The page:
One of the worst things about going through a global pandemic is locking yourself up at home with nowhere to go and nothing luxurious to buy. Property and car values have been on a downer since the quarantine started. However, we have found out that if you are owners of these 10 cars in the list, then you’re pretty secured. Not only did it go from zero to a hundred in a flash, but it’s certainly an investment that’s worth the money.
Toyota Supra MK4
This Japanese sports car was produced from the year 1978 to 2002 and went through four generations. The Supra also traces much of its roots back to the 2000GT owing to an inline-6 layout. In terms of how fast this car could go, the iconic 2JZ 3.0-litre engine produced at least 320 hp and 315 lb-ft of torque even though it may have arrived in the later generations.
This car is a series of the Toyota Corolla Levin and Toyota Sprinter and is known to be within the fifth-generation Corolla range. As it was launched in 1983, the Toyota AE86 (or Hachi-Roku as it’s colloquially known) was a small car that was not only affordable but was also easily modified. In terms of popularity, many would have seen this car in the famous Initial D film.
As the Honda NSX was in production between the year 1990 to 2005, this first-generation model was known to be marketed as the Acura NSK in North America and Hong Kong. The car comes with a 2-seater and is a well-known mid-engined sports car. Fun fact though, the NSX was inspired by an F-16 fighter jet cockpit in terms of its styling and aerodynamics.
Manufactured from 1999 to 2009, the Honda S2000 was first shown at the Tokyo Motor Show in 1995 as a concept car before becoming the real deal. This open-top sports car is named after its engine displacement of two litres hence S2000. Known for its exceptional power output, this naturally aspirated engined car had about 124 hp per litre.
Honda Integra Type R DC2
Equipped with a 1.8-litre DOHC VTEC, the Honda Integra Type R DC2 was first introduced into the market in the year 1995. If you didn’t know, the Type R turns out to set the standard for all fast Hondas. Also, it was known that Honda took its time to assemble these cars. With the enlarged throttle body and inlet valves and 187bhp at 8,000rpm, this is one car that’s worth coming from the Honda heritage fleet.
Honda EK9 Type R
The EK9 was also known as the 6th generation of Civic and was produced throughout the year 1997 to 2000. Turns out, this 3-door hatchback was the first Civic to receive the Type R badge during the first year of its production. One of the many things the Integra Type R DC2/JDM and the Civic shared was its B16B engine. At one time, the engine had one of the highest power output per litre of all time.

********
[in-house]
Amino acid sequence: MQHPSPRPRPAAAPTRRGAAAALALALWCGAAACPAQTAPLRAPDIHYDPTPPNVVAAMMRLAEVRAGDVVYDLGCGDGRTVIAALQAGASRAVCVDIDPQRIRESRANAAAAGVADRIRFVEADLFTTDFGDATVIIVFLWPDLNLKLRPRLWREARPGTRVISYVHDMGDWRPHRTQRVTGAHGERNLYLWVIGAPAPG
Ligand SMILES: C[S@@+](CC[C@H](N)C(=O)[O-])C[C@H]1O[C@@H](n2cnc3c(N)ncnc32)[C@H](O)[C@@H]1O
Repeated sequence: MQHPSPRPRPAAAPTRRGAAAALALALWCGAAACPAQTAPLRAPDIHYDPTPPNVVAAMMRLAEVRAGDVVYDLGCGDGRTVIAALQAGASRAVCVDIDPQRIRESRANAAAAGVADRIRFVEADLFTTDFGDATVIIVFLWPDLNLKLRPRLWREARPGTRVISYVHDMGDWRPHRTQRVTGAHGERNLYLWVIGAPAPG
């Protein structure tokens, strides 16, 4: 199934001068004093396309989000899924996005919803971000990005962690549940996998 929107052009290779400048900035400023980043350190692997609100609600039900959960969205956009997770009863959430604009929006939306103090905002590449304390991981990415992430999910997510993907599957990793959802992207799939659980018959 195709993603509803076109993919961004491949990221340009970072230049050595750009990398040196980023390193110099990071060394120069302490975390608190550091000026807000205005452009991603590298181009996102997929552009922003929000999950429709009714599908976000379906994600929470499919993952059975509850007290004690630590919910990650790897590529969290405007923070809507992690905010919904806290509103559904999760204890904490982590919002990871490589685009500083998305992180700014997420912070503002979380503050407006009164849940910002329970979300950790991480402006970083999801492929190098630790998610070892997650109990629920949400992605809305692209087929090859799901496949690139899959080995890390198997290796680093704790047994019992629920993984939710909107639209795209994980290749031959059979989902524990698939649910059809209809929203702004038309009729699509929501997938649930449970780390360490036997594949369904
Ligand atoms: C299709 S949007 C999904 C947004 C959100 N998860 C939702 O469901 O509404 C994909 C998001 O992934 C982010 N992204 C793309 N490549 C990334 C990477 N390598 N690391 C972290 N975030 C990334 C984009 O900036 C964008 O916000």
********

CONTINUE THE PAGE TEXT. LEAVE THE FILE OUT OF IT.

Nissan Skyline GTR32
When asked why is this particular is so special, car enthusiasts confirmed it was all because of its top-notch performance and tech. It’s worth noting that the GT-R name lived for a very long time even after a 16-year hiatus which was when the R32 was born. Fun fact: The R32 GT-R had success in the Australian Touring Car Championship by winning alone during the year 1991 and 1992.
Nissan Skyline GTR34
With an impressive 276 horsepower, the GTR34 was produced from 1998 to 2002 with at least 64,623 units sold. Not only was the car environmentally-friendly but it was the introduction of the fuel-efficient RB25DET NEO engine coupled with a five-speed gearbox. This impressive car came with a 4-speed automatic transmission with Tiptronic-style manual controls.
Mitsubishi Evo VIII MR
For a very long time, the EVO was always known to be a beast and a great piece of kit on the race track. After taking eight generations and 10 years, Mitsubishi produced the VIII MR after the market’s request for a top-end torque which made them tinker the camshaft geometry and turbine to boost the torque from 392Nm to 400Nm at 3500rpm. With that, the power of the car still maintains at 206kW at 6500rpm.
Subaru 22B GC8
The 22B GC8 was produced during the year 1998 and had a facelift in 2000 with the Subaru Impreza P1. With 276 hp, this compact coupé comes with a turbocharged 2.2 Litre 16v Flat 4 petrol engine. The car comes with a 5-speed manual gearbox and can go up to 62 mph in 5.1 seconds, on to a maximum speed of 154 mph.
That said, those who have these cars in hand would be glad to know that it isn’t normal for the value to spike during a pandemic such as this. When asked why the interest, some car enthusiasts mentioned that by driving these cars, there’s just some sort of thrill to it. Not to mention, these cars are best driven manual. Plus, discontinued car models make it seem it’s worth having a limited-edition vehicle in their car collection.
Pictures by Autoblog, Wallpaper Set, Wallup, Osman Çarhoğlu, Wallpaper Flare & Access